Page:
I wanted to have a go at putting my patch on my jacket because I haven’t sewn on a patch in years. When I was a Brownie we had these pillows that we were meant to sew our collection of badges on to but I ended up using PVA glue to attach them all because I couldn’t be bothered sewing them on. If you want to glue your patch on, make sure you fold back the raw edges behind the patch and iron them so you don’t have thread coming off all the time. On the other hand, you might like the raw edge look! It’s up to you of course.

For my patch I had to figure out how to blanket stitch again. I know there is probably a better stitch to use, but I like blanket stitch! It was a bit awkward sewing the patch on the sleeve, and I didn’t end up with a completely flat patch, but I’m okay with it. I recommend using lots of pins to position the patch, then baste around the whole thing so it doesn’t shift as you blanket stitch. Had I basted first, I probably would have had a much flatter result! (Here’s a clear “two step” blanket stitch tutorial.)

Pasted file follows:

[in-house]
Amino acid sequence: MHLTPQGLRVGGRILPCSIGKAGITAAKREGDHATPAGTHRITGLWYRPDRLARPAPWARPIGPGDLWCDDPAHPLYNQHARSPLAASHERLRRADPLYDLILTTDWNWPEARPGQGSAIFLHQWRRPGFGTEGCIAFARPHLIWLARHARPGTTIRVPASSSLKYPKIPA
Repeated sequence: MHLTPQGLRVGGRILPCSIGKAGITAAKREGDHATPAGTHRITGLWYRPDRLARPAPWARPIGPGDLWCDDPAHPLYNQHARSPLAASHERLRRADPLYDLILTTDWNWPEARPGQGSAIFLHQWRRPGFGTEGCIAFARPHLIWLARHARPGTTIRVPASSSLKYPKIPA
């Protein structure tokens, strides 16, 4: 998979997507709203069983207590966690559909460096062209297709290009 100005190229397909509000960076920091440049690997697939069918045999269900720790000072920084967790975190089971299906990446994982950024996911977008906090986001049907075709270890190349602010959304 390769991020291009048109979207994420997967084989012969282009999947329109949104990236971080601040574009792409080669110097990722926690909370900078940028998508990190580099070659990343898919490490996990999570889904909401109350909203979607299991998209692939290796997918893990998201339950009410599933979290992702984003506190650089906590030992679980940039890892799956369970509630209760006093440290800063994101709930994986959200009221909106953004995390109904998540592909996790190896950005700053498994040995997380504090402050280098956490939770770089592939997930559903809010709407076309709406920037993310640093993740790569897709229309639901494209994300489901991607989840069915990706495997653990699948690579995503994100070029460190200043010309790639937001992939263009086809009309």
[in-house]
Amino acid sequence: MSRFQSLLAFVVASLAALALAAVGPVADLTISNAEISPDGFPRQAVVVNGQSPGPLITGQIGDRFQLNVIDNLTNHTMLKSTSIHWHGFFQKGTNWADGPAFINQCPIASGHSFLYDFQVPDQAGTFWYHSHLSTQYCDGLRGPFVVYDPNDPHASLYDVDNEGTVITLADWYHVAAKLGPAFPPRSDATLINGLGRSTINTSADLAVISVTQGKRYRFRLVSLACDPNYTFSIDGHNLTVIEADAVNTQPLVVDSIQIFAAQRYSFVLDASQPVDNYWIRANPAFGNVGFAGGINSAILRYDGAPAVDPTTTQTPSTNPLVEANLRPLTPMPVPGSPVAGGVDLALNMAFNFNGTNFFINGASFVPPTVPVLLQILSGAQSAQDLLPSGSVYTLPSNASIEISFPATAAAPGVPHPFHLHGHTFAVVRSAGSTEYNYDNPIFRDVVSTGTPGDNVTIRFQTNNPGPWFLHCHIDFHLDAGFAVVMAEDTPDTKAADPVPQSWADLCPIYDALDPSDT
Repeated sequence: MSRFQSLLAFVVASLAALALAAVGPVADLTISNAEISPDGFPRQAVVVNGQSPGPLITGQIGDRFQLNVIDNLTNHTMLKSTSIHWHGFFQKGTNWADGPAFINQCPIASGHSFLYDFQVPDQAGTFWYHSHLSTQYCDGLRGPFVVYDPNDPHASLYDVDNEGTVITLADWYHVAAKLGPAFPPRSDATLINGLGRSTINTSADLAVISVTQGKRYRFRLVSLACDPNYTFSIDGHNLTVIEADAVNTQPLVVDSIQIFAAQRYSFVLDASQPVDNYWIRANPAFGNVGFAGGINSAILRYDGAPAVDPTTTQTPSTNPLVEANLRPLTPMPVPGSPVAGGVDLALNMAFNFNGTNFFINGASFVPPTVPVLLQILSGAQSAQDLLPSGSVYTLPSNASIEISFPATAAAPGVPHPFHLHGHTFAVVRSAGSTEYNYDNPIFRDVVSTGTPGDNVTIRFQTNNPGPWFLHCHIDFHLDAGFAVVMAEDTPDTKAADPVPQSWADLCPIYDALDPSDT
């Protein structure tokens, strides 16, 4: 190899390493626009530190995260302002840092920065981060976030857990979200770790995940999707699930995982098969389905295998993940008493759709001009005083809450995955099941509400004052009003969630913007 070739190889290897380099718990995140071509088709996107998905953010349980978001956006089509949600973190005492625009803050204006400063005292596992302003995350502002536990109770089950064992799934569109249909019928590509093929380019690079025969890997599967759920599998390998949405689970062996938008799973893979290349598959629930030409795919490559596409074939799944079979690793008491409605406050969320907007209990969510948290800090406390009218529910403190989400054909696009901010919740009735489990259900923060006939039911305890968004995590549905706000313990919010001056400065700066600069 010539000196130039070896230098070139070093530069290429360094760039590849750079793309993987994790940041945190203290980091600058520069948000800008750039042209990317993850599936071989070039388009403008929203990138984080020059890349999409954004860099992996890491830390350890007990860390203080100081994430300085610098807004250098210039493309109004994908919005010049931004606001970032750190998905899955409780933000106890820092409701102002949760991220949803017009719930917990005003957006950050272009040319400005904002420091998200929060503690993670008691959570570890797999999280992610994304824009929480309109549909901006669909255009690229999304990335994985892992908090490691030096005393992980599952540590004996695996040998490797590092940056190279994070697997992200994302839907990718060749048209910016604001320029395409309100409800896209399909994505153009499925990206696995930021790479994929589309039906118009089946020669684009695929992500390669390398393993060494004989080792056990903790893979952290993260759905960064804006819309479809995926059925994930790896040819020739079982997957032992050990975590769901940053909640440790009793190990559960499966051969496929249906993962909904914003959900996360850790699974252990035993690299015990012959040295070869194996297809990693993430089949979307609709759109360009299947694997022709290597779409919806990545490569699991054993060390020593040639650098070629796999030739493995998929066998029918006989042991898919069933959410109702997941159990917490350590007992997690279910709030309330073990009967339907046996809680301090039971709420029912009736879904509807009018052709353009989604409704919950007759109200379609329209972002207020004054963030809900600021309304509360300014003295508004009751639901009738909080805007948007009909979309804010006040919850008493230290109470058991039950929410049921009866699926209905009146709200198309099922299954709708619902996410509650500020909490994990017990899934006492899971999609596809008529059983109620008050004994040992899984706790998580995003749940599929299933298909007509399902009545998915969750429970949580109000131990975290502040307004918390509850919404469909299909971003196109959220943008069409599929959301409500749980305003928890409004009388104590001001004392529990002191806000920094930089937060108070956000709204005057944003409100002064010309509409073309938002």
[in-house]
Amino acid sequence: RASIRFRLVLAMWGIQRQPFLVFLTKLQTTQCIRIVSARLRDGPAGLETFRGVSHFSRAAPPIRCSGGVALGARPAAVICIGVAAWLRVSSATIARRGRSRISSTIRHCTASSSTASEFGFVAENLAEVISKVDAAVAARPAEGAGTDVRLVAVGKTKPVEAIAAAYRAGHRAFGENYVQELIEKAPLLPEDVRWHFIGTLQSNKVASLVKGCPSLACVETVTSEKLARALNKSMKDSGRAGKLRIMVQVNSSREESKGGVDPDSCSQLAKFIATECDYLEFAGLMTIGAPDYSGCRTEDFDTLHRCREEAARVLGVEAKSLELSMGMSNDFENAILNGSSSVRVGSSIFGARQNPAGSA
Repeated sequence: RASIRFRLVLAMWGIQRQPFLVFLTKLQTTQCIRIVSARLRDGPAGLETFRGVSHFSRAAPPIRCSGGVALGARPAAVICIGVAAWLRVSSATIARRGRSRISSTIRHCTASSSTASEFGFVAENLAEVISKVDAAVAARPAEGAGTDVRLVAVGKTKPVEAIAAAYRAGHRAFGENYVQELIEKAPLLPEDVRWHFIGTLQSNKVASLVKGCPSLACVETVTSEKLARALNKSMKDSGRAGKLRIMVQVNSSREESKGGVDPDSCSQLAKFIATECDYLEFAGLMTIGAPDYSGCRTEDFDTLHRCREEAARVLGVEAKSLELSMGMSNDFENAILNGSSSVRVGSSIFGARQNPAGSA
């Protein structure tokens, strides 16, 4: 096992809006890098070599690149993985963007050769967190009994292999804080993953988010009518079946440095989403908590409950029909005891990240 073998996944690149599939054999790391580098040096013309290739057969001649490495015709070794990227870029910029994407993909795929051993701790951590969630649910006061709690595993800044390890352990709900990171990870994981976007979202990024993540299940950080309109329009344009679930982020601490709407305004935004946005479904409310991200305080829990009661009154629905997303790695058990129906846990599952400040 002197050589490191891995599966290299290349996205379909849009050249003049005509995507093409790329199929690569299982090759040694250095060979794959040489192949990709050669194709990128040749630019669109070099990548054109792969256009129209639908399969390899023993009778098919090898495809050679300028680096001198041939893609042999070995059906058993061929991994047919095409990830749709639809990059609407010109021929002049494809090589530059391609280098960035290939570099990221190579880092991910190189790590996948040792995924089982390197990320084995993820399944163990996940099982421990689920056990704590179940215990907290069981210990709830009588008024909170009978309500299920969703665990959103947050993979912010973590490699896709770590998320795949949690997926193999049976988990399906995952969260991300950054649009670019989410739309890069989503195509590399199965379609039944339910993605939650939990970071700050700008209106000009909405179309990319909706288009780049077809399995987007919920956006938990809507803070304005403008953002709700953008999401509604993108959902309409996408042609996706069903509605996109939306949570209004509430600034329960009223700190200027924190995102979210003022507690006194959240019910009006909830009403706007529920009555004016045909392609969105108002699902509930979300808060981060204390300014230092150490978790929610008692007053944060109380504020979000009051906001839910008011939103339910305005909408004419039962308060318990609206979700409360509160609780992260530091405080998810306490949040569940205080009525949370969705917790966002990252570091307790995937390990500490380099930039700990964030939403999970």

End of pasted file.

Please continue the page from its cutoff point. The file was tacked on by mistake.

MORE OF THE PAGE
If you’d rather have someone else attach your patch, embroidery places should only charge a few dollars to run around it and it will look spiffy and profesh.

A photo of my jacket, focusing on the spikes and studs running over the shoulder.

I also added spikes and studs over each shoulder, and a heart shaped stud on each collar point; I really like the idea of turning this jacket into a living garment, one that is adapted over time to reflect my life. It’s sort of like a quilt except… badass.

To buy flower crowns, patches, fat and vain necklaces and no diet talk badges waddle over to

Fancy Lady Industries!


This dress and its associated struggles.

3 December, 2011